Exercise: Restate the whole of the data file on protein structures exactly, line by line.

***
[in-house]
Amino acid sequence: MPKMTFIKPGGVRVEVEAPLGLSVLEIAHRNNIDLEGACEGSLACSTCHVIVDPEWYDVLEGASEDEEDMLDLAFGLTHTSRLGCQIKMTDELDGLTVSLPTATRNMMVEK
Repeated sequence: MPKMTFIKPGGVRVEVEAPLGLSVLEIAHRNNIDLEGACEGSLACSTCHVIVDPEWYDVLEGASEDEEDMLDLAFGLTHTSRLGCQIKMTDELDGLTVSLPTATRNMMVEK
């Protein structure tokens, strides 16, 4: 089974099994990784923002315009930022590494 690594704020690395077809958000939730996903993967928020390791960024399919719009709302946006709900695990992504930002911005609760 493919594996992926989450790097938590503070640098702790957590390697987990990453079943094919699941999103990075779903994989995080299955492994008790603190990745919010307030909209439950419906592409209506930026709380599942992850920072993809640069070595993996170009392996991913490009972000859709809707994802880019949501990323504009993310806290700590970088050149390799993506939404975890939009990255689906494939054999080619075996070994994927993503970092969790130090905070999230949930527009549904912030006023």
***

[in-house]
Amino acid sequence: MPKMTFIKPGGVRVEVEAPLGLSVLEIAHRNNIDLEGACEGSLACSTCHVIVDPEWYDVLEGASEDEEDMLDLAFGLTHTSRLGCQIKMTDELDGLTVSLPTATRNMMVEK
Repeated sequence: MPKMTFIKPGGVRVEVEAPLGLSVLEIAHRNNIDLEGACEGSLACSTCHVIVDPEWYDVLEGASEDEEDMLDLAFGLTHTSRLGCQIKMTDELDGLTVSLPTATRNMMVEK
């Protein structure tokens, strides 16, 4: 089974099994990784923002315009930022590494 690594704020690395077809958000939730996903993967928020390791960024399919719009709302946006709900695990992504930002911005609760 493919594996992926989450790097938590503070640098702790957590390697987990990453079943094919699941999103990075779903994989995080299955492994008790603190990745919010307030909209439950419906592409209506930026709380599942992850920072993809640069070595993996170009392996991913490009972000859709809707994802880019949501990323504009993310806290700590970088050149390799993506939404975890939009990255689906494939054999080619075996070994994927993503970092969790130090905070999230949930527009549904912030006023």